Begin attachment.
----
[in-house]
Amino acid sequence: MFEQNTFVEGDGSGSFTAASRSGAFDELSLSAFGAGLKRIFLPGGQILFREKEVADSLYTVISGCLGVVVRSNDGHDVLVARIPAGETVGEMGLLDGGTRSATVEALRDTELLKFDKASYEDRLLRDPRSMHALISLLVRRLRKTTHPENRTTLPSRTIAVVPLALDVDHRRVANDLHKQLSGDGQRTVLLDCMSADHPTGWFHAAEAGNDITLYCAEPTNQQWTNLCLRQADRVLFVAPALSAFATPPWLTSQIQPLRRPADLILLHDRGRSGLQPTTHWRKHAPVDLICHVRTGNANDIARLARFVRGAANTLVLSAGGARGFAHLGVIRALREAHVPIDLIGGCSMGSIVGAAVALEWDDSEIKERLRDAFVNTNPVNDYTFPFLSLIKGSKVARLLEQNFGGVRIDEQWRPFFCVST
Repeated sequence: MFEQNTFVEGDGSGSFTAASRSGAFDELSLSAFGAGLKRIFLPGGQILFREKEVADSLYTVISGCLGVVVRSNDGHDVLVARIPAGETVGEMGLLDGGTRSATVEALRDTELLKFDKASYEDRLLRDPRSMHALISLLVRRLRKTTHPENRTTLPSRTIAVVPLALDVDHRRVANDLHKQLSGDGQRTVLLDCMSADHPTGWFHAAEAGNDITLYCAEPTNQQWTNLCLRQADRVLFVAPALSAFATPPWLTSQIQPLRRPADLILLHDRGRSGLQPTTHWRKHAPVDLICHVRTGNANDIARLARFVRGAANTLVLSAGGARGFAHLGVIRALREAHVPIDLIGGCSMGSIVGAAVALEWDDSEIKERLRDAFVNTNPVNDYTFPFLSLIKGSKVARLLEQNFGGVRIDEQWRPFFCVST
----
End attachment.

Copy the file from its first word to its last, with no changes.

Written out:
[in-house]
Amino acid sequence: MFEQNTFVEGDGSGSFTAASRSGAFDELSLSAFGAGLKRIFLPGGQILFREKEVADSLYTVISGCLGVVVRSNDGHDVLVARIPAGETVGEMGLLDGGTRSATVEALRDTELLKFDKASYEDRLLRDPRSMHALISLLVRRLRKTTHPENRTTLPSRTIAVVPLALDVDHRRVANDLHKQLSGDGQRTVLLDCMSADHPTGWFHAAEAGNDITLYCAEPTNQQWTNLCLRQADRVLFVAPALSAFATPPWLTSQIQPLRRPADLILLHDRGRSGLQPTTHWRKHAPVDLICHVRTGNANDIARLARFVRGAANTLVLSAGGARGFAHLGVIRALREAHVPIDLIGGCSMGSIVGAAVALEWDDSEIKERLRDAFVNTNPVNDYTFPFLSLIKGSKVARLLEQNFGGVRIDEQWRPFFCVST
Repeated sequence: MFEQNTFVEGDGSGSFTAASRSGAFDELSLSAFGAGLKRIFLPGGQILFREKEVADSLYTVISGCLGVVVRSNDGHDVLVARIPAGETVGEMGLLDGGTRSATVEALRDTELLKFDKASYEDRLLRDPRSMHALISLLVRRLRKTTHPENRTTLPSRTIAVVPLALDVDHRRVANDLHKQLSGDGQRTVLLDCMSADHPTGWFHAAEAGNDITLYCAEPTNQQWTNLCLRQADRVLFVAPALSAFATPPWLTSQIQPLRRPADLILLHDRGRSGLQPTTHWRKHAPVDLICHVRTGNANDIARLARFVRGAANTLVLSAGGARGFAHLGVIRALREAHVPIDLIGGCSMGSIVGAAVALEWDDSEIKERLRDAFVNTNPVNDYTFPFLSLIKGSKVARLLEQNFGGVRIDEQWRPFFCVST